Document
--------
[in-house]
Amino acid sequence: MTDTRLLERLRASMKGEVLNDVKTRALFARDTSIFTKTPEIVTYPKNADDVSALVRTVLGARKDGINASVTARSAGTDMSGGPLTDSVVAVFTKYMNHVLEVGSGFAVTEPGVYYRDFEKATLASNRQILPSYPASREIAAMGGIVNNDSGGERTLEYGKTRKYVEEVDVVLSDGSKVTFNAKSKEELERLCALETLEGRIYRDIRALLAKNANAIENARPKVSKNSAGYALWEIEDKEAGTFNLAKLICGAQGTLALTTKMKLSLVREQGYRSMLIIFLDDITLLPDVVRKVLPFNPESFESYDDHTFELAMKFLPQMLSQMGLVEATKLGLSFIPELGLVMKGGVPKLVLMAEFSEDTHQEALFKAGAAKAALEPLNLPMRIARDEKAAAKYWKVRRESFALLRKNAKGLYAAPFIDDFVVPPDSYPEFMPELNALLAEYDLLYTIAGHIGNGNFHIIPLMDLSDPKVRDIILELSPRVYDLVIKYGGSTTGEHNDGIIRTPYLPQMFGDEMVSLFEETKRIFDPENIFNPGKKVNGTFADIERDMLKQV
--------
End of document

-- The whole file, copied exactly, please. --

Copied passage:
[in-house]
Amino acid sequence: MTDTRLLERLRASMKGEVLNDVKTRALFARDTSIFTKTPEIVTYPKNADDVSALVRTVLGARKDGINASVTARSAGTDMSGGPLTDSVVAVFTKYMNHVLEVGSGFAVTEPGVYYRDFEKATLASNRQILPSYPASREIAAMGGIVNNDSGGERTLEYGKTRKYVEEVDVVLSDGSKVTFNAKSKEELERLCALETLEGRIYRDIRALLAKNANAIENARPKVSKNSAGYALWEIEDKEAGTFNLAKLICGAQGTLALTTKMKLSLVREQGYRSMLIIFLDDITLLPDVVRKVLPFNPESFESYDDHTFELAMKFLPQMLSQMGLVEATKLGLSFIPELGLVMKGGVPKLVLMAEFSEDTHQEALFKAGAAKAALEPLNLPMRIARDEKAAAKYWKVRRESFALLRKNAKGLYAAPFIDDFVVPPDSYPEFMPELNALLAEYDLLYTIAGHIGNGNFHIIPLMDLSDPKVRDIILELSPRVYDLVIKYGGSTTGEHNDGIIRTPYLPQMFGDEMVSLFEETKRIFDPENIFNPGKKVNGTFADIERDMLKQV